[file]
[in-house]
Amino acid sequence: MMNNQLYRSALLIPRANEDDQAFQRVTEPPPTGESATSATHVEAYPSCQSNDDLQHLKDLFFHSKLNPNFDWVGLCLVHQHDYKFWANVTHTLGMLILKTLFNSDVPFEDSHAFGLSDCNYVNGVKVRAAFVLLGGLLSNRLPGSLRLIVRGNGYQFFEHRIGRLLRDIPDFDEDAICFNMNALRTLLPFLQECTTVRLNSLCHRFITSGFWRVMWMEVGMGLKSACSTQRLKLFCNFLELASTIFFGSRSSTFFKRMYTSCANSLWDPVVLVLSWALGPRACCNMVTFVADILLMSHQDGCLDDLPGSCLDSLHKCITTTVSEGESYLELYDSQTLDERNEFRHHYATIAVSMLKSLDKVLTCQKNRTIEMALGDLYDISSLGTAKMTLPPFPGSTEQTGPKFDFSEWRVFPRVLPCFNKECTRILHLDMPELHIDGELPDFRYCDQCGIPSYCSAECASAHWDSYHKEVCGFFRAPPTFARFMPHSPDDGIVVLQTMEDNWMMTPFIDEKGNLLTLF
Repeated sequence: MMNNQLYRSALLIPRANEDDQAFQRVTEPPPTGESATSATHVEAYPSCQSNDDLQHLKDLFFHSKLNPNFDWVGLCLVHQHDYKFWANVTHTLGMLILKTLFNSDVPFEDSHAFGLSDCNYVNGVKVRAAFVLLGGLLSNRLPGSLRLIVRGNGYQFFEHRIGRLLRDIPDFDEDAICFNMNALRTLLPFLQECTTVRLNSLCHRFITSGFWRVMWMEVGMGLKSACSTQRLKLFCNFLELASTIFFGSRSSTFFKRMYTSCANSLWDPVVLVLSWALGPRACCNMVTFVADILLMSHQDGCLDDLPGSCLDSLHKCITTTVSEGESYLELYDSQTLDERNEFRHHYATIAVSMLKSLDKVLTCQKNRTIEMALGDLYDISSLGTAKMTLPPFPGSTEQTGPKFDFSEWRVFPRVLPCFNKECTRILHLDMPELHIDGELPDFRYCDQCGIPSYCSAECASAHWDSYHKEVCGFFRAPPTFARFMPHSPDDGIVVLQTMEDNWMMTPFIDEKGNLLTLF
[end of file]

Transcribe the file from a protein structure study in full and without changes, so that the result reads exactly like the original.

[in-house]
Amino acid sequence: MMNNQLYRSALLIPRANEDDQAFQRVTEPPPTGESATSATHVEAYPSCQSNDDLQHLKDLFFHSKLNPNFDWVGLCLVHQHDYKFWANVTHTLGMLILKTLFNSDVPFEDSHAFGLSDCNYVNGVKVRAAFVLLGGLLSNRLPGSLRLIVRGNGYQFFEHRIGRLLRDIPDFDEDAICFNMNALRTLLPFLQECTTVRLNSLCHRFITSGFWRVMWMEVGMGLKSACSTQRLKLFCNFLELASTIFFGSRSSTFFKRMYTSCANSLWDPVVLVLSWALGPRACCNMVTFVADILLMSHQDGCLDDLPGSCLDSLHKCITTTVSEGESYLELYDSQTLDERNEFRHHYATIAVSMLKSLDKVLTCQKNRTIEMALGDLYDISSLGTAKMTLPPFPGSTEQTGPKFDFSEWRVFPRVLPCFNKECTRILHLDMPELHIDGELPDFRYCDQCGIPSYCSAECASAHWDSYHKEVCGFFRAPPTFARFMPHSPDDGIVVLQTMEDNWMMTPFIDEKGNLLTLF
Repeated sequence: MMNNQLYRSALLIPRANEDDQAFQRVTEPPPTGESATSATHVEAYPSCQSNDDLQHLKDLFFHSKLNPNFDWVGLCLVHQHDYKFWANVTHTLGMLILKTLFNSDVPFEDSHAFGLSDCNYVNGVKVRAAFVLLGGLLSNRLPGSLRLIVRGNGYQFFEHRIGRLLRDIPDFDEDAICFNMNALRTLLPFLQECTTVRLNSLCHRFITSGFWRVMWMEVGMGLKSACSTQRLKLFCNFLELASTIFFGSRSSTFFKRMYTSCANSLWDPVVLVLSWALGPRACCNMVTFVADILLMSHQDGCLDDLPGSCLDSLHKCITTTVSEGESYLELYDSQTLDERNEFRHHYATIAVSMLKSLDKVLTCQKNRTIEMALGDLYDISSLGTAKMTLPPFPGSTEQTGPKFDFSEWRVFPRVLPCFNKECTRILHLDMPELHIDGELPDFRYCDQCGIPSYCSAECASAHWDSYHKEVCGFFRAPPTFARFMPHSPDDGIVVLQTMEDNWMMTPFIDEKGNLLTLF